above. In fact, show directly that if pis a polynomial of degree n then it has n roots counted according to multiplicity. Hint: Let pbe a polynomial. Then by the Euclidean algorithm, Lemma 1.11.2, you can see that there can be no more than n roots of the polynomial phaving complex coefficients. Otherwise the polynomial could not have degree n. You should show this. Now there must exist Γ
_{R}, a circle centered at 0 of radius R which encloses all roots of p. Letting m be the number of roots,Now write down in terms of an integral on

and let R →∞ to get n in the limit on the right. Hence n = m. - Suppose now you have a rectifiable simple closed curve Γ and on Γ
^{∗},>where f,g are analytic on an open set containing Γ^{∗}. Suppose also that f has no zeros on Γ^{∗}. In particular, f is not identically 0. Let λ ∈.- Verify that for λ ∈, f + λg has no zeros on Γ
^{∗}. - Verify that on Γ
^{∗},≤ C. - Use Theorem 15.3.8 to show that for γ a positively oriented parametrization of
Γ,
is continuous.

- Now explain why this shows that the number of zeros of f + λg on the inside of Γ is the same as the number of zeros of f on the inside of Γ. This is a version of Rouche’s theorem.

- Verify that for λ ∈
- Give an extremely easy proof of the fundamental theorem of algebra as follows. Let γ
_{R}be a parametrization of the circle centered at 0 having radius R which has positive orientation so n= 1 . Let pbe a polynomial a_{n}z^{n}+ a_{n−1}z^{n−1}++ a_{1}z + a_{0}. Now explain why you can choose R so large that>for all≥ R. Using Problem 18 above explain why all zeros of pare inside γ_{R}^{∗}and why there are exactly n of them counted according to multiplicity. - The polynomial z
^{5}+ z^{4}− z^{3}− 3z^{2}− 5z + 1 = phas no rational roots. You can check this by applying the rational root theorem from algebra. However, it has five complex roots. AlsoBy graphing, observe that x

^{5}−> 0 for all x ≥ 2.4. Explain why the roots of pare inside the circle= 2 .4. - This problem will feature the situation where the radius of the simple closed curve is sufficiently
small. The zero counting integral can be used to prove an open mapping theorem for analytic
functions. Suppose you have f= f+ ϕ
^{m}for z ∈ V an open set containing z_{0}and ϕ= 0 ,= 2 r≠0, and m ∈ ℕ. Let Cdenote the positively oriented circle centered at a which has radius ρ.- Explain why there exists δ > 0 such that if = δ, then B⊆ V and
Therefore, if

< rδ, then if= δ,≠0. - Use continuity of w →∫
_{C(z,δ) 0 }dz for< δand Problem 16 to conclude that there exists ε < rδ such that if< ε there is one zero for ϕ− w in B. In other words, ϕ⊇ B. Then also ϕ^{m}⊇ B. Hint: If you have w ∈ B, then there are m m^{th}roots of w equally spaced around B. Thus these roots are on a circle of radius less than ε. Pick one. Call it ŵ. Then there exists z ∈ Bsuch that ϕ= ŵ. Then ϕ^{m}= w. Fill in details. - Explain why f⊇ f+ Band why for w ∈ f+ Bthere are m different points in B,z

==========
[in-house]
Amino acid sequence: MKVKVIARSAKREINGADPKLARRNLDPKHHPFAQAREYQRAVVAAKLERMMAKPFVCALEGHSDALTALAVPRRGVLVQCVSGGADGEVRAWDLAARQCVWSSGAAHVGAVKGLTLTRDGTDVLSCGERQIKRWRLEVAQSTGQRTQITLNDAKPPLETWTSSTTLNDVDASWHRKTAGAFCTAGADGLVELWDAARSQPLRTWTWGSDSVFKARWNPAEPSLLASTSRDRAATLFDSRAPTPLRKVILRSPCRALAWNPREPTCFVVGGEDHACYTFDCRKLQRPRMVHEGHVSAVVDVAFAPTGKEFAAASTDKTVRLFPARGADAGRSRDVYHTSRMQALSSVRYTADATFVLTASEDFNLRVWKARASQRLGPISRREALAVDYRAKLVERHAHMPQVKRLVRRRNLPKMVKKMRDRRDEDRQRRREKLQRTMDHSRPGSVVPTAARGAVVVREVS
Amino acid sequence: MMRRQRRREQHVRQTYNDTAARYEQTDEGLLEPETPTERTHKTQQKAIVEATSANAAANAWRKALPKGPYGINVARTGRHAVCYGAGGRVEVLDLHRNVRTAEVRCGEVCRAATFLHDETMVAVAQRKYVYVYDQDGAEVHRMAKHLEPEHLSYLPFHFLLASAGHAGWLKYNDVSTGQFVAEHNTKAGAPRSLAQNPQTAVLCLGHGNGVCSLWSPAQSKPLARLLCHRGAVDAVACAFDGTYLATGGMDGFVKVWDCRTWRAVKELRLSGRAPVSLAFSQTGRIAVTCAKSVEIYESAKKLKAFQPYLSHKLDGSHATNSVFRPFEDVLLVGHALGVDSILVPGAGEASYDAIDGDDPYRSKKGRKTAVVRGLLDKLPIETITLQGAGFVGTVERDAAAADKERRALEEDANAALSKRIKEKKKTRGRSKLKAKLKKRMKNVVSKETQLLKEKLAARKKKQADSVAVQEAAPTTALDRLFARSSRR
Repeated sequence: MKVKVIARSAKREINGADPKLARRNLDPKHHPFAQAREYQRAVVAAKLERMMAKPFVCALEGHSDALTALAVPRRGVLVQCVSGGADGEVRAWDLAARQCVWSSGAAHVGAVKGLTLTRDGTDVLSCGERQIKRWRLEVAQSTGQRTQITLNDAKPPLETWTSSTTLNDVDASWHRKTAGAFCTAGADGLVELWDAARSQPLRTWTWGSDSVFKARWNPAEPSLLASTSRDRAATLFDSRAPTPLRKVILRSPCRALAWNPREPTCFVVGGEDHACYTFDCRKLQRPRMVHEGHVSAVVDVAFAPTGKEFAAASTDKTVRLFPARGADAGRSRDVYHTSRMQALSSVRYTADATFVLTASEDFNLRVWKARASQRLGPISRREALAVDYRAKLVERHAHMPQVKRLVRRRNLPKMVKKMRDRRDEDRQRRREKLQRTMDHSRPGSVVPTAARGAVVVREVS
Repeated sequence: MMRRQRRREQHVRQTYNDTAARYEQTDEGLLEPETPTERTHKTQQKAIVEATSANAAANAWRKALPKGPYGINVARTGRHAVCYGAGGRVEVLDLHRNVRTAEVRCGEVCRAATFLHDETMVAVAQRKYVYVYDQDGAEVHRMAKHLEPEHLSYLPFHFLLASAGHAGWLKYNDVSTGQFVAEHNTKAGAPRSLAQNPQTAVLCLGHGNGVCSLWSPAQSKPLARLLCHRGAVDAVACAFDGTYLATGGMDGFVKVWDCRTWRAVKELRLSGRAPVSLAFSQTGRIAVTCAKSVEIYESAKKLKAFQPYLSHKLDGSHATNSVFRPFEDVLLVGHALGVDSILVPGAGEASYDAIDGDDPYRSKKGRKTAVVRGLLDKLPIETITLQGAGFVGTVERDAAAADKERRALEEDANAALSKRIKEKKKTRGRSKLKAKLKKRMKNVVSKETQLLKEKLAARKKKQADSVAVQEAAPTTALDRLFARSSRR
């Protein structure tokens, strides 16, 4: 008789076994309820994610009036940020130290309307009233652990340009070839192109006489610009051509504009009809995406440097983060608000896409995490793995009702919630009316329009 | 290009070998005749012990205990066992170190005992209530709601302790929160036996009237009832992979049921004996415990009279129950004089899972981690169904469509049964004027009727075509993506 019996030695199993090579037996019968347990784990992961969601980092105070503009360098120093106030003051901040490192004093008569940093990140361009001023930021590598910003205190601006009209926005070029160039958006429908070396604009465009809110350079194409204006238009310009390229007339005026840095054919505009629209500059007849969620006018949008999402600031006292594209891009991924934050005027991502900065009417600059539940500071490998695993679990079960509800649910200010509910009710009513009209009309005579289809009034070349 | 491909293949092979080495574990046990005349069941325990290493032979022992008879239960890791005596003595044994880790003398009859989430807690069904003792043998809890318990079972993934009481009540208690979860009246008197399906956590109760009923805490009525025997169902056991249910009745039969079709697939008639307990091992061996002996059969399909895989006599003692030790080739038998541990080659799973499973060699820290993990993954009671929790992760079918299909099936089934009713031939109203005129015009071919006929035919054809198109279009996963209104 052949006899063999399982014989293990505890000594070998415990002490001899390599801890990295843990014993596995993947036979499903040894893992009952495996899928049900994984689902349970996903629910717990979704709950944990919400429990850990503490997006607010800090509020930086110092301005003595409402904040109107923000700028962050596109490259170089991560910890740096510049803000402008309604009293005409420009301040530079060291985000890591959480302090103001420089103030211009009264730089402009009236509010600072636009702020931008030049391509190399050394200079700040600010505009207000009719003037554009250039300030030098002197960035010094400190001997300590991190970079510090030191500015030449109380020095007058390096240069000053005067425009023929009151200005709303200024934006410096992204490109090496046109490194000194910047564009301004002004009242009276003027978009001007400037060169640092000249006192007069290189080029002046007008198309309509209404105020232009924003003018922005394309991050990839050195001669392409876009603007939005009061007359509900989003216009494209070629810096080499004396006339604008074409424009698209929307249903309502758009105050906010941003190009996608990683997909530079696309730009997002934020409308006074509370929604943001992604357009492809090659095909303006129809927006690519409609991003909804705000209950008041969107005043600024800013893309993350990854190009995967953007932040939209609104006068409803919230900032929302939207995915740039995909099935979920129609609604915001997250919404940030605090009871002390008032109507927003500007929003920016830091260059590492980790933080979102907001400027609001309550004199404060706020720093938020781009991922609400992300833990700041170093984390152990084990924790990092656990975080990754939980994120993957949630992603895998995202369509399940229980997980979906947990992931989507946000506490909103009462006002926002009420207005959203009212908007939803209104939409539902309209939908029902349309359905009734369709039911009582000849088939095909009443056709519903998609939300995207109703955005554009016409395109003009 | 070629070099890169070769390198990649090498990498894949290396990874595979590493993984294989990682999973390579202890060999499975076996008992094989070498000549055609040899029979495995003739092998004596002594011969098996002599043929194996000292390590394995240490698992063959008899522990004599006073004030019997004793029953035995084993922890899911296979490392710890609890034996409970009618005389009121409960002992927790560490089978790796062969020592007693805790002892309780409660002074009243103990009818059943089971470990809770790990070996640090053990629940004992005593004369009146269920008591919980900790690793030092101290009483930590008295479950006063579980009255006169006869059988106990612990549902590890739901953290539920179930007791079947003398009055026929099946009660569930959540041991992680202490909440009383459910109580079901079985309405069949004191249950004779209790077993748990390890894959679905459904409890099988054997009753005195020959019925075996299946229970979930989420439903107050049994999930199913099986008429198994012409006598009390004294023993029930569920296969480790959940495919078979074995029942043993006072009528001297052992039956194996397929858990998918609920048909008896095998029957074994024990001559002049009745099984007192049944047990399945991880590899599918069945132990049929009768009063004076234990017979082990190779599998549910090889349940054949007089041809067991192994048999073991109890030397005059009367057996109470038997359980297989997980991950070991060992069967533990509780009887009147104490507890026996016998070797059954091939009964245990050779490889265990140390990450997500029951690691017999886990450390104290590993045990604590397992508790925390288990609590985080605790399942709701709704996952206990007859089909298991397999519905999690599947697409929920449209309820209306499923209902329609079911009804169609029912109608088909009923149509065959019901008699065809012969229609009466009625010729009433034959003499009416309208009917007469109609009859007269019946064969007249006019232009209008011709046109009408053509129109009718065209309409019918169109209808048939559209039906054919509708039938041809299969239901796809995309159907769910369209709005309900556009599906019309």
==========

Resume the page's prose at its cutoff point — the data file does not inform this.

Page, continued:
_{1},,z_{m}such that f= w.

- Explain why there exists δ > 0 such that if
- ↑Let Ω be an open connected set. Let f : Ω → ℂ be analytic. Suppose fis not a single point. Then pick z
_{0}∈ Ω. Explain why f= f+^{m}gfor all z ∈ V an open ball contained in Ω which contains z_{0}and g≠0 in V,ganalytic. If this were not so, then z_{0}would be a zero of infinite order and by the theorem on zeros, Theorem 15.5.9, f= ffor all z ∈ Ω which is assumed not to happen. Thus, every z_{0}in Ω has this property that near z_{0},f= f+^{m}gfor nonzero g. Now explain why f= f+ ϕ^{m}where ϕ= 0 but ϕ^{′}≠0 and ϕis some analytic function. Thus from Problem 21 above, there is δ such that f⊇ f+ B. Hence fis open since each fis an interior point of f. You only need to show that there is Gsuch that G^{m}= gand then ϕ≡Gwill work fine. When you have done this, Problem 21 will yield a proof of the open mapping theorem which says that if f is analytic on Ω a connected open set, then fis either an open set or a single point. So here are some steps for doing this.- Consider z →. It is analytic on the open ball V and so it has a primitive on V . In fact, you could take h≡∫
_{γ(z0,z) }dw. - Let the primitive be h. Then consider
^{′}. Show this equals 0. Then explain why this requires it to be constant. Explain why there is a + ib such that g= e^{h(z) +a+ib}. Then use the primitive h+ a + ib instead of the original one. Call it h. ThenYou can then complete the argument by letting g

^{1∕m}≡ e^{h(z) ∕m}and

- Consider z →
- If you have an open set U in ℂ show that for all z ∈ U,< sup. In other words, z →never achieves its maximum on any open set U ∈ ℂ.
- Let f be analytic on U and let B⊆ U. Let γ
_{r}be the positively oriented boundary of B. Explain, using the Cauchy integral formula whyShow that if equality is achieved, then

must be constantly equal to m_{r}on γ_{r}^{∗}. - The maximum modulus theorem says that if Ω is a bounded connected open set and f : Ω → ℂ is
analytic and f : Ω → ℂ is continuous, then if achieves its maximum at any point of Ω then f is equal to a constant on Ω. Thusachieves its maximum on the boundary of Ω in every case. Hint: Suppose the maximum is achieved at a point of Ω, z
_{0}. Then let B⊆ Ω. Show that if f is constant on B, then it equals this constant on all of Ω using Theorem 15.5.9. However, if it is not constant, then from the open mapping theorem of Problem 22, fis an open set. Then use Problem 23 above to obtain a contradiction. - Let f : ℂ → ℂ be analytic with f
^{′}≠0 for all z. Say f